I have had my surgery scheduled for 2 months now and contracted conjunctivitis 3 weeks ago, I am due to go in for surgery in 2 weeks time, I was wondering if this is advisable? The worst of the virus is over, but its still taking so long to heal 100%.
Can I Have Blepharoplasty Surgery if I Have a Mild Case of Conjunctivitis?
Doctor Answers 9
Treat conjunctivitis before blepharoplasty
It is probably best to see an ophthalmologist prior to undergoing elective cosmetic surgery to make sure there is no ongoing infection in your eyes and have them treat any clinical or subclinical infection before undergoing the blepharoplasty procedure.
Caution is the word with eye infection
Timing Cosmetic Eyelid Surgery after Conjunctivitis
Hi 812064anon in qatar,
As other plastic surgeons have stated, one should avoid elective cosmetic eyelid surgery during active infection or inflammation of the eyes. Generally, allowing several weeks between the conjunctivitis and eyelid plastic surgery may be sufficient. If you haven't already, you should see an ophthalmologist and review with your eyelid plastic surgeon your current condition. Only after a comprehensive evaluation can he/she help determine appropriate options for you. Best of luck.
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Infection and Blepharoplasty
I would wait until the infection is cleared. This does not matter if this is viral or bacterial. You and your surgeon should want the optimal outcome.
Delay eyelid surgery for conjunctivtis
Conjunctivitis, or an infection of the eye, is very contagious, though easily treated. If you worked in my office I would treat your infection and send you home so you didn't spread it, and if a patient, surgery is out of the question until the conjunctivitis has cleared.
Best of luck,
Good idea to seek the advice of a general ophthalmologist.
Most cases of conjunctivitis are due to viruses and are self-limited. That means medications are not needed. In fact, the tobradex recommended is usually not helpful and can actually cause more irritation. Patching is also not recommended. So be careful about well meaning advice you might read on the internet!
Now with surgery 2 months away, will your conjunctivitis clear in time for surgery. Well if it is from a virus that answer is usually no problem. However, there are some viral syndromes that hang on. Also not every conjunctivitis is viral, some are bacterial.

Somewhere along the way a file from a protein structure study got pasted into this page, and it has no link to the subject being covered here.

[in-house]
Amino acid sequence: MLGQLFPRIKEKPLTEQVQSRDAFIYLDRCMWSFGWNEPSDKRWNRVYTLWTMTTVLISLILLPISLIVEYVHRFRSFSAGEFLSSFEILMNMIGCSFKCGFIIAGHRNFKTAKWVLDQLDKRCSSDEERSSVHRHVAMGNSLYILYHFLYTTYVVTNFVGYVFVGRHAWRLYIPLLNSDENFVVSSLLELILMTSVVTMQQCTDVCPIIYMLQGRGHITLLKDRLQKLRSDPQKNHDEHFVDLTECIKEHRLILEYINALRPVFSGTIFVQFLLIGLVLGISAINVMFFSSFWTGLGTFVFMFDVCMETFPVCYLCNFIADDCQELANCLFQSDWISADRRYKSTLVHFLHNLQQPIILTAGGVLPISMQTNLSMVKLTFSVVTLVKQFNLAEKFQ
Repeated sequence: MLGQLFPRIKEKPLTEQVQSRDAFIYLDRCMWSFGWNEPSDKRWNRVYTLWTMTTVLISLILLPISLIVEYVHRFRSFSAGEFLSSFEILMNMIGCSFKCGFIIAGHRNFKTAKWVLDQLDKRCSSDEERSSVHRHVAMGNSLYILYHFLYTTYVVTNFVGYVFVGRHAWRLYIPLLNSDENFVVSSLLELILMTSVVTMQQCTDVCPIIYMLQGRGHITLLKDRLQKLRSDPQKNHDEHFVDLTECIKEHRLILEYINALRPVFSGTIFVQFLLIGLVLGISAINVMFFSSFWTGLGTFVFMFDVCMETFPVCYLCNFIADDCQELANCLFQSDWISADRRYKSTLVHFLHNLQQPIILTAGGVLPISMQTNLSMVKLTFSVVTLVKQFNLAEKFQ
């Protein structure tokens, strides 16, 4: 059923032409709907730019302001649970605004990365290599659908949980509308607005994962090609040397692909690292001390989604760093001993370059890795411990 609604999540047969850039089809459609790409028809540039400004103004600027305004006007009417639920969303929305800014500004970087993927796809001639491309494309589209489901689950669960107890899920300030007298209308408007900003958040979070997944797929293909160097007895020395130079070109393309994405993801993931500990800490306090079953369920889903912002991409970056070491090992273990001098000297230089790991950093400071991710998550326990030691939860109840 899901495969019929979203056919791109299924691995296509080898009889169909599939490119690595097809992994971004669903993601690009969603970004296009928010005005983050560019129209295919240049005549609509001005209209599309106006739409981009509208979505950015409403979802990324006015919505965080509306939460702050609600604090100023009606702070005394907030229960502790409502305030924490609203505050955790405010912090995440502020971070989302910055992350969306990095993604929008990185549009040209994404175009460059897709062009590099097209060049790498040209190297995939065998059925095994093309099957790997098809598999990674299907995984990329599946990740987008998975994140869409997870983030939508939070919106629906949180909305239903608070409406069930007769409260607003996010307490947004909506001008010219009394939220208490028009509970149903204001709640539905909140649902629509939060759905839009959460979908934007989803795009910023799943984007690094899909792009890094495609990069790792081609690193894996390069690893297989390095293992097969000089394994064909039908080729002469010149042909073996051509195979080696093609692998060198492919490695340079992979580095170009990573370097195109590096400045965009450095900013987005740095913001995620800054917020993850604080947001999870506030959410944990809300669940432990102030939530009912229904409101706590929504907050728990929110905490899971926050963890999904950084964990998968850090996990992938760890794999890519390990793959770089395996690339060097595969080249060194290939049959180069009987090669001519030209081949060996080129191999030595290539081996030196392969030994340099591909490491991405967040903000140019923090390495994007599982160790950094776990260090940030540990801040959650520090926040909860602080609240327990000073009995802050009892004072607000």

In particular, you live in Qatar where trachoma is very common. This is a common cause of conjunctivitis where you live and is caused by an organism called Chlamydia trachomatis. It is actually one of the leading causes of blindness in Qatar when left untreated. Do you have this? Only your local ophthalmologist will be able to determine this. The condition is quite treatable when caught early. So I encourage you to be seen by an ophthalmologist immediately. With any luck, your issue will clear up and you will be able to have surgery. However, follow the advice of your treating ophthalmologist regarding having or postponing surgery.
If you have an active infection you should not have eyelid surgery
If you have an active infection you should not have eyelid surgery. The question is whether two more weeks would be enough time for the infection to clear. In general, 5 weeks from the start of conjunctivitis would be ample time. I would certainly ask your Ophthalmologist to check whether your infection has resolved before having surgery .
Mild Case of Conjunctivitis
This ois a complication of the blepharoplasty operation. Seek immediate care from the surgeon. I recommend patching for 24 hours and Rx eye meds like Tobrodex. Best of luck.
Should I have an Eyelid Lift while having an Infection
Regarding: 'Can I Have Blepharoplasty Surgery if I Have a Mild Case of Conjunctivitis?
I have had my surgery scheduled for 2 months now and contracted conjunctivitis 3 weeks ago, I am due to go in for surgery in 2 weeks time, I was wondering if this is advisable? The worst of the virus is over, but its still taking so long to heal 100%."
Absolutely NOT. Unless the operation MUST be done to save life or function, you should NOT have an operation in the face of a known infection. Doing so could be risky.
Dr. Peter Aldea
These answers are for educational purposes and should not be relied upon as a substitute for medical advice you may receive from your physician. If you have a medical emergency, please call 911. These answers do not constitute or initiate a patient/doctor relationship.